At first glance, Tanner Lam appears to be just like any other 15-year-old. He loves to play NHL 23 on the X-Box with his friends and is currently watching the third season of the TV show Outer Banks. He enjoys watching football and basketball and playing soccer and hockey. He idolizes famous athletes such as Mitch Marner and Patrick Kane. But there is one key difference between Lam and other teenagers his age – he dominated the OMHA’s South-Central AAA Hockey League’s U16 division this season and is a highly-ranked prospect in the upcoming Ontario Hockey League draft.
“It’s very special, there are a lot of great players in our league,” Lam said of leading the way with 48 goals and 88 points in 42 games. “Even on my team, a lot of them are going to get drafted (into the OHL) really high and thinking of me being the top scorer feels good.”
Lam set himself up for the next step with his monster season for the Halton Hurricanes and as a scorer and playmaker with great IQ and stick-handling skills, he likens his game to that of Kane and Marner.
Listed at five-foot-10 and 141 pounds, his creativity and vision on the ice will become even more crucial at the next level, where the average OHL player this season was listed at six feet, 181 pounds.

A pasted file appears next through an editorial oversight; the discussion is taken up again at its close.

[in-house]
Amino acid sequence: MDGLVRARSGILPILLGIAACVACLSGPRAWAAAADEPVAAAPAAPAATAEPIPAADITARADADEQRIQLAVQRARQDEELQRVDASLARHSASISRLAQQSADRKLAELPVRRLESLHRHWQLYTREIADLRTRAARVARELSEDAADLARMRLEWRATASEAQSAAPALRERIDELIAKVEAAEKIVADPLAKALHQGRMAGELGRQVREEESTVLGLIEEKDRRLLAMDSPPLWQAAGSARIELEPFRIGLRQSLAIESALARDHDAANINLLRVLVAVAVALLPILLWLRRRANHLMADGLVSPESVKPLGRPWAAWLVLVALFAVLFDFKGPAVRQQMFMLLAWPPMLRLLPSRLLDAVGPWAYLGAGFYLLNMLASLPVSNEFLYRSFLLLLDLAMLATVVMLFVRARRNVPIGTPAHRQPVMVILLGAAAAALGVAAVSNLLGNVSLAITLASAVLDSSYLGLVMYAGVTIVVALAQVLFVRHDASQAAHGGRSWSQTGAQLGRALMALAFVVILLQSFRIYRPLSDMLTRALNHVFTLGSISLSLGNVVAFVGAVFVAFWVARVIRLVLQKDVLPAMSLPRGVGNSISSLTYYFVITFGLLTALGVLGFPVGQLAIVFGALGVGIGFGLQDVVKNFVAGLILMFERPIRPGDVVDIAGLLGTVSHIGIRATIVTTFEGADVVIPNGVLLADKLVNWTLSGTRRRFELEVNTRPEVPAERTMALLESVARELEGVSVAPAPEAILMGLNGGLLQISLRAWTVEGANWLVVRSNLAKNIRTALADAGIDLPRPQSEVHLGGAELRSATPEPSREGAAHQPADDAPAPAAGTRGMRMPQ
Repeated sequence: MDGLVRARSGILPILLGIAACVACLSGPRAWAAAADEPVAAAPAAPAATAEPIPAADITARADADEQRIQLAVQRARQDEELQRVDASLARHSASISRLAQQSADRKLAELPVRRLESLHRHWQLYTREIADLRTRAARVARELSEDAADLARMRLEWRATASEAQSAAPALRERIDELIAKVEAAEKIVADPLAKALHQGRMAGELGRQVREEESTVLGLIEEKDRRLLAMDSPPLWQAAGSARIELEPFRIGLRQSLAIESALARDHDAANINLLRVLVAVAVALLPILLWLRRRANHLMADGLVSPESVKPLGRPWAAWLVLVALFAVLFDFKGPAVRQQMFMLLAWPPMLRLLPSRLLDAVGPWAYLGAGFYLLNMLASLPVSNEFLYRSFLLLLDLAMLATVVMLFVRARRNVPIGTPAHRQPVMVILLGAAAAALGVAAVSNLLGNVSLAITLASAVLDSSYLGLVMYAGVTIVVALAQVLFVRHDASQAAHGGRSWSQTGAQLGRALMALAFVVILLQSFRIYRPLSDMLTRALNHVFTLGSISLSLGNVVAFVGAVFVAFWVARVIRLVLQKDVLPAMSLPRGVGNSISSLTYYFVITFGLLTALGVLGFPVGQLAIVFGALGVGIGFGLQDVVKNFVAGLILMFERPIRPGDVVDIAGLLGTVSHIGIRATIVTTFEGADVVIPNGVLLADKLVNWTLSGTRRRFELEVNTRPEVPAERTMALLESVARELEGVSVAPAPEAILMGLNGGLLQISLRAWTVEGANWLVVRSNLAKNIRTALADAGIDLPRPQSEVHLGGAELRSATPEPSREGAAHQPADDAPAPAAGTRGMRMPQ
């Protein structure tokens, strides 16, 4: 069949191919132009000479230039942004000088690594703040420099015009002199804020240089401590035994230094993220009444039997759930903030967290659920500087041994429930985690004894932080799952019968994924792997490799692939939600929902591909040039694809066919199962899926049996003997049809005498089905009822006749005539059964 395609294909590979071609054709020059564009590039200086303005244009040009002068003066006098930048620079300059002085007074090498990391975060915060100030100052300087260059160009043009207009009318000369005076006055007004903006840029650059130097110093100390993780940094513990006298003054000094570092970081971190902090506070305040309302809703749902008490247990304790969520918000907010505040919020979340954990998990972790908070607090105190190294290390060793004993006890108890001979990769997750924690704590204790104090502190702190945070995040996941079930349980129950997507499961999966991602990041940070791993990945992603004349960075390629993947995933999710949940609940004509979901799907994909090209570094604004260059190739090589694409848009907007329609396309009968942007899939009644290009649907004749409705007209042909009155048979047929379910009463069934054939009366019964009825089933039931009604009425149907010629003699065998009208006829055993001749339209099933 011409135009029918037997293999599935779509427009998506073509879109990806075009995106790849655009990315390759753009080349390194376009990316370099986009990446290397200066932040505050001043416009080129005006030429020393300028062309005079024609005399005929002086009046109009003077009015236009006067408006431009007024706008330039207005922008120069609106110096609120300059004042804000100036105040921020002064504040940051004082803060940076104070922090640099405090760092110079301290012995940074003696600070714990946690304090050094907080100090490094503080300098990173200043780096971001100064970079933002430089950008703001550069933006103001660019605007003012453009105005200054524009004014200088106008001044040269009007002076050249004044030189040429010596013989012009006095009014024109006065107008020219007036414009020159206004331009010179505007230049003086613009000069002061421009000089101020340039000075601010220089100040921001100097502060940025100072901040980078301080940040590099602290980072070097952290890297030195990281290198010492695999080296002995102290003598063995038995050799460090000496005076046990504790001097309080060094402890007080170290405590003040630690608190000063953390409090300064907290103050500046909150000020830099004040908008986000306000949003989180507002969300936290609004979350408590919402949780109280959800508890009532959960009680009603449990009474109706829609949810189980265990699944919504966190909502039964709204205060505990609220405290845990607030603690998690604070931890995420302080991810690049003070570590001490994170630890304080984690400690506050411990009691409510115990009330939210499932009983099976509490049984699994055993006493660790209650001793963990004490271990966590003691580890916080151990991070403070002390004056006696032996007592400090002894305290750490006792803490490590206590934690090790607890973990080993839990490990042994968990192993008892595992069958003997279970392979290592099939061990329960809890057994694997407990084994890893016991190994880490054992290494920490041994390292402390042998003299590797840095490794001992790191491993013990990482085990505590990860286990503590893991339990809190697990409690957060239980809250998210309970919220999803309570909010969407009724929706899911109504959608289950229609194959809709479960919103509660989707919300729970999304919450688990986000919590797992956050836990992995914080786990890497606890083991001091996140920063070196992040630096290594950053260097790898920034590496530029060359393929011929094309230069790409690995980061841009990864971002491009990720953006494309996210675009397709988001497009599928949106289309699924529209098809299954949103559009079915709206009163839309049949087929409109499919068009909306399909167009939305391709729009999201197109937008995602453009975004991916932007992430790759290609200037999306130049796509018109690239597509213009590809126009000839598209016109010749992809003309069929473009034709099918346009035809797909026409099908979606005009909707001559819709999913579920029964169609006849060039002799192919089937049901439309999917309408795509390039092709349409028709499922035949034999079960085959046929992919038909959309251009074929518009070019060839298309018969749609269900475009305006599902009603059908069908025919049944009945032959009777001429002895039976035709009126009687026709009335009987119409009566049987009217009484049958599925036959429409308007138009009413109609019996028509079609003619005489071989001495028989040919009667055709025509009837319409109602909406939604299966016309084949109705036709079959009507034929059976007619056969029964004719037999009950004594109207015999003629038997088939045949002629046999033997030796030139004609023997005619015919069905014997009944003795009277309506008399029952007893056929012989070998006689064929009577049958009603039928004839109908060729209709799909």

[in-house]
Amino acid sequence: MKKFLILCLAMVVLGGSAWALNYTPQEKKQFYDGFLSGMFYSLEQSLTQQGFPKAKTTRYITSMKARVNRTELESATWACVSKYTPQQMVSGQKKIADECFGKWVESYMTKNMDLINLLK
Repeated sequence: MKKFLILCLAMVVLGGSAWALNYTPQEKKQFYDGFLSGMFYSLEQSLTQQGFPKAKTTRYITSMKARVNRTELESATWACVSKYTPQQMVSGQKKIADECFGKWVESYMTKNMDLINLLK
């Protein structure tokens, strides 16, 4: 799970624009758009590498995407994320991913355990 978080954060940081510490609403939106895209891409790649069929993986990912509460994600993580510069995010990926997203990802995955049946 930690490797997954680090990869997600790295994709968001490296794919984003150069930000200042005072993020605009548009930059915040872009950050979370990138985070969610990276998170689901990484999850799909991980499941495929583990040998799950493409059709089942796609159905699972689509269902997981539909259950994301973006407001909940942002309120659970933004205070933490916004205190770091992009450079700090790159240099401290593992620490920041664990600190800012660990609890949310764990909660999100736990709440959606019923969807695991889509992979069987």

“What he’s doing in terms of moving the puck, in the defensive zone, making play after play,” said his father, Ken, “it’s remarkable to watch.”
Lam’s hockey journey began because of his half-nieces and half-nephews -- grandchildren from Ken’s first marriage who played hockey at various levels. At 2 ½ he was in skates, by five he joined Brampton’s U5 select team and played his way up to the U9 team at age eight.
Lam joined the Hurricanes last year.
“It’s been a tough journey, it’s been a fun one,” said Lam, “going up levels, seeing how far I came.”
On the Hurricanes, who finished 31-2-3 this season, he’s surrounded by several players of his calibre, including three other highly ranked OHL prospects.
“When you get put on the ice with them, everything clicks, everything’s way more fun, points come easier,” said Lam.
Lam, who is a quarter Chinese and a quarter Indian, finds added motivation to improve and succeed in his desire to someone others of Asian descent can look up to.
“It’s pretty special, there’s not a lot playing professionally,” said Lam. “It’d be an honour to play for people like that, to show that anybody can play the sport at a high level.”
Lam’s father likes his son’s chances of making a career in the sport.
“I think he can go far because he inherited raw natural athletic skills and it shows up in hockey,” said Ken. “At some point, he has to start bulking up… but I think he can go far because of the passion and the progress he has made. He just looks forward to hockey.”
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Zeno Fu is a student in the Sport Journalism post-grad program at Centennial College. Follow him on Twitter @zeno_fu99